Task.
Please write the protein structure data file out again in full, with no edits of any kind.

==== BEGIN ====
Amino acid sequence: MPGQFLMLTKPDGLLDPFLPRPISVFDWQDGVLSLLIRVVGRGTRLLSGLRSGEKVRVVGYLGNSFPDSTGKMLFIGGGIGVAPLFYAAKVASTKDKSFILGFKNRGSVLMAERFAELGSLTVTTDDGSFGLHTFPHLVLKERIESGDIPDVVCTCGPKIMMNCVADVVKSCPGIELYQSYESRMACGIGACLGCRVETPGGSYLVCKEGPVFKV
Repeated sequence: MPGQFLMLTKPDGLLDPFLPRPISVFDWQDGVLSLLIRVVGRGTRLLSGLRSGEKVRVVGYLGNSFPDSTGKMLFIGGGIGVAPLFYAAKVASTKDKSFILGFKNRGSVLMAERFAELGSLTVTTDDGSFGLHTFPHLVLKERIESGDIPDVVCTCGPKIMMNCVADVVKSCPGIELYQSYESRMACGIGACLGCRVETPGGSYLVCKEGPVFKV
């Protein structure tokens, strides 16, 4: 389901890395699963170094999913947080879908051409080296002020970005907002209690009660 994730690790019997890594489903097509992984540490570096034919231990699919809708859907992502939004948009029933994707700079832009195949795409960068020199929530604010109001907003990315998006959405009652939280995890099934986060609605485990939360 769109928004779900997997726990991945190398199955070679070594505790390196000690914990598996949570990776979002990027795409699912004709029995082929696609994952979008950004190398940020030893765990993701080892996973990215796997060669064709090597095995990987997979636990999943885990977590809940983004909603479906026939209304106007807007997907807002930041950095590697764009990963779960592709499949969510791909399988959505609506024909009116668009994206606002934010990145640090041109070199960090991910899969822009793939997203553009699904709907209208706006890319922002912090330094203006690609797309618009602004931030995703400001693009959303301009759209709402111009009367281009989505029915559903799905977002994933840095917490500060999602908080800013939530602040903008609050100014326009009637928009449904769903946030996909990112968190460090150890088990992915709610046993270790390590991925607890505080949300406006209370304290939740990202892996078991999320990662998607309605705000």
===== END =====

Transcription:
Amino acid sequence: MPGQFLMLTKPDGLLDPFLPRPISVFDWQDGVLSLLIRVVGRGTRLLSGLRSGEKVRVVGYLGNSFPDSTGKMLFIGGGIGVAPLFYAAKVASTKDKSFILGFKNRGSVLMAERFAELGSLTVTTDDGSFGLHTFPHLVLKERIESGDIPDVVCTCGPKIMMNCVADVVKSCPGIELYQSYESRMACGIGACLGCRVETPGGSYLVCKEGPVFKV
Repeated sequence: MPGQFLMLTKPDGLLDPFLPRPISVFDWQDGVLSLLIRVVGRGTRLLSGLRSGEKVRVVGYLGNSFPDSTGKMLFIGGGIGVAPLFYAAKVASTKDKSFILGFKNRGSVLMAERFAELGSLTVTTDDGSFGLHTFPHLVLKERIESGDIPDVVCTCGPKIMMNCVADVVKSCPGIELYQSYESRMACGIGACLGCRVETPGGSYLVCKEGPVFKV
């Protein structure tokens, strides 16, 4: 389901890395699963170094999913947080879908051409080296002020970005907002209690009660 994730690790019997890594489903097509992984540490570096034919231990699919809708859907992502939004948009029933994707700079832009195949795409960068020199929530604010109001907003990315998006959405009652939280995890099934986060609605485990939360 769109928004779900997997726990991945190398199955070679070594505790390196000690914990598996949570990776979002990027795409699912004709029995082929696609994952979008950004190398940020030893765990993701080892996973990215796997060669064709090597095995990987997979636990999943885990977590809940983004909603479906026939209304106007807007997907807002930041950095590697764009990963779960592709499949969510791909399988959505609506024909009116668009994206606002934010990145640090041109070199960090991910899969822009793939997203553009699904709907209208706006890319922002912090330094203006690609797309618009602004931030995703400001693009959303301009759209709402111009009367281009989505029915559903799905977002994933840095917490500060999602908080800013939530602040903008609050100014326009009637928009449904769903946030996909990112968190460090150890088990992915709610046993270790390590991925607890505080949300406006209370304290939740990202892996078991999320990662998607309605705000």